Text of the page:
European regulators are planning tougher than expected rules on bankers’ pay despite concerns from officials that it could make the European Union (EU) uncompetitive.
The Committee of European Banking Supervisors has been meeting in London to implement the rules agreed by the EU over the summer. Discussions concluded yesterday and draft regulations are set to be issued in days, according to the Financial Times.
The rules are set to have a heavy impact on banks with global operations as they would apply to the worldwide operations of EU based banks and the European subsidiaries of any non-EU banks. Officials says this would make the EU uncompetitive in comparison to America and Asia.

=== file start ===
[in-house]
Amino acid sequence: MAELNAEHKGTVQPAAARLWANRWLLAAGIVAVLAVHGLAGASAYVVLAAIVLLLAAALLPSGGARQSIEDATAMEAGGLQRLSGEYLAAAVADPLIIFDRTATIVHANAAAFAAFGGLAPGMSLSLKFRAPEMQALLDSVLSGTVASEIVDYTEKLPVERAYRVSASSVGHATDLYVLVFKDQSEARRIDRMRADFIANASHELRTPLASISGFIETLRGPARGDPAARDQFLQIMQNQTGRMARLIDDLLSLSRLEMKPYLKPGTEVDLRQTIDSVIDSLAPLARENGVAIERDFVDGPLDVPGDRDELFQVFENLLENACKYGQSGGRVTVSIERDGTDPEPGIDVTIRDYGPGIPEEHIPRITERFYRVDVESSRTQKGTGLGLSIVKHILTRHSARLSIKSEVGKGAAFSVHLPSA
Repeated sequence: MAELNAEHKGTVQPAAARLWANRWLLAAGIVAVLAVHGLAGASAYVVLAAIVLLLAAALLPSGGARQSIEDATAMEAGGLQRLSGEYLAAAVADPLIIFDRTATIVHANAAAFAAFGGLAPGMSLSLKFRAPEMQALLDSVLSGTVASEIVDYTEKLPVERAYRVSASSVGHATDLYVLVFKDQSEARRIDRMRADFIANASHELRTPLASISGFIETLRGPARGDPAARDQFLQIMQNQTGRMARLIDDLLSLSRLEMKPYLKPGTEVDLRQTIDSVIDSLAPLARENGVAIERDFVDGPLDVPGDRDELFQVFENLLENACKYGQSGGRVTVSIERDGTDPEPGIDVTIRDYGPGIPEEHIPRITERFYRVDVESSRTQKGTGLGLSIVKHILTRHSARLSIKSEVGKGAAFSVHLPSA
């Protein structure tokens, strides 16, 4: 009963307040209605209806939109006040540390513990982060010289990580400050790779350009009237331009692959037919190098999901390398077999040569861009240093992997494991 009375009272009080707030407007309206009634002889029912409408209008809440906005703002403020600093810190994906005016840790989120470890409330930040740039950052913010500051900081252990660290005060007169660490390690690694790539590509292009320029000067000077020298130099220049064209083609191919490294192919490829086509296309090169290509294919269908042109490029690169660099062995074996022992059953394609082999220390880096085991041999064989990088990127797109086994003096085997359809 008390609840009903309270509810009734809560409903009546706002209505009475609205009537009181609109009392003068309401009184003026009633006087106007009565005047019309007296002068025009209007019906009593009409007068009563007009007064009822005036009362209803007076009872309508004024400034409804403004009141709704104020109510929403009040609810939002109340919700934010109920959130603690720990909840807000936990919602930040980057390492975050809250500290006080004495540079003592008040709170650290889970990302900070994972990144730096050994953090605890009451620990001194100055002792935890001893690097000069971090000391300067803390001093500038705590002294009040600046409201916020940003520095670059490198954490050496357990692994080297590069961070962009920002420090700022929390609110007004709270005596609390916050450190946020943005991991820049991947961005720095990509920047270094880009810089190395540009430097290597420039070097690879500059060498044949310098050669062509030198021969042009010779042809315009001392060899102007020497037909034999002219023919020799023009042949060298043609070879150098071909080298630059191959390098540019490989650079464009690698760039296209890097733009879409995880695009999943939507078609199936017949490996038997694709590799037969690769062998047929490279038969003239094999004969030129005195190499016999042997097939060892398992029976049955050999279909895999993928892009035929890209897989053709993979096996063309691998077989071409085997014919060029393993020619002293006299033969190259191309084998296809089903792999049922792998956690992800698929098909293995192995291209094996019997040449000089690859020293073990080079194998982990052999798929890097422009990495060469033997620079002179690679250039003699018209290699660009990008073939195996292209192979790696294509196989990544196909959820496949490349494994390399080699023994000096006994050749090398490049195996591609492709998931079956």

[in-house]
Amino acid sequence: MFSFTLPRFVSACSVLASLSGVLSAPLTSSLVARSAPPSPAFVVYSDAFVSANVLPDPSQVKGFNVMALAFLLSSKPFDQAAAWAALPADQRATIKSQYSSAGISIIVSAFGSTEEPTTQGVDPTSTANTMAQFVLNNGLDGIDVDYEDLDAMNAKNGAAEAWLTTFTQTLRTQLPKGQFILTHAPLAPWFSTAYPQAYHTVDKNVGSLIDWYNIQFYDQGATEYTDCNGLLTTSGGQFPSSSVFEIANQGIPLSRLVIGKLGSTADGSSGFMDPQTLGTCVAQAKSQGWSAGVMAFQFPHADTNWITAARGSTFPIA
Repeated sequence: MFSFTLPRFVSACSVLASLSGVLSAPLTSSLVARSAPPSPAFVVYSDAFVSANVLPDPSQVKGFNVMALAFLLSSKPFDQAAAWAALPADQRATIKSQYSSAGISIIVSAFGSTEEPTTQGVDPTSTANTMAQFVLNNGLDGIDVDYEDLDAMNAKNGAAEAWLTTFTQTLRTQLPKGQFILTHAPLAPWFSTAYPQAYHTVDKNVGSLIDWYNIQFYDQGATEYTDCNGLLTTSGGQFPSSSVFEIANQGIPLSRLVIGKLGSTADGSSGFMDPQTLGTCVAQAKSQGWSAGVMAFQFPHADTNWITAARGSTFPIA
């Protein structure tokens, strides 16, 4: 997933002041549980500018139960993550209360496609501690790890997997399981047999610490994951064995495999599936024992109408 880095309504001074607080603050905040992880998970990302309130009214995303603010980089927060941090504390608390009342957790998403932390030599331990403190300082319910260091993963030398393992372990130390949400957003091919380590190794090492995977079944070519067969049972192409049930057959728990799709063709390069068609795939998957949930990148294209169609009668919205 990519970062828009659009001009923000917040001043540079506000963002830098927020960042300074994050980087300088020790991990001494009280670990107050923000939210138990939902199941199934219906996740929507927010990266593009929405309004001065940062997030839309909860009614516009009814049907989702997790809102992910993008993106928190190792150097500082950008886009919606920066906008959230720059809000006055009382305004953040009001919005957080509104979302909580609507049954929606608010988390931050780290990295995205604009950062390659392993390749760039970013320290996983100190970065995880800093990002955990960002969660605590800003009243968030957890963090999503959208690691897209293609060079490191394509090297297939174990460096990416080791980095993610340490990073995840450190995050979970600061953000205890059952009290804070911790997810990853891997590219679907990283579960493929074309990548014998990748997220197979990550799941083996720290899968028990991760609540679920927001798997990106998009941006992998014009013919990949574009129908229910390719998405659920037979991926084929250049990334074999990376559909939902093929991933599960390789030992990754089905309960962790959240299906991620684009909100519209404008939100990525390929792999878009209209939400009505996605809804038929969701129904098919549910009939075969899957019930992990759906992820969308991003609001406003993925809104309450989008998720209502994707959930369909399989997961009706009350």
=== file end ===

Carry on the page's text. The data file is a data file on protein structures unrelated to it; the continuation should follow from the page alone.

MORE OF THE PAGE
There is also plans to link bonuses to any individuals base pay as the draft regulations ask banks to set a formula determining the maximum share of total compensation made up by bonuses. It is believed this will lead to a major shake in pay at a number of investment banks. (article continues below)
The EU directive already calls for up to 60% of bonuses to be deferred over three years and draft regulations specify any payments must be capped at 20% of the total bonus of the biggest earners.
Although the EU directive states that pay rules apply to the top management and “risk takers”, regulators may also require a floor where the restrictions become active. The Financial Services Authority code currently applies for people earning over £500,000.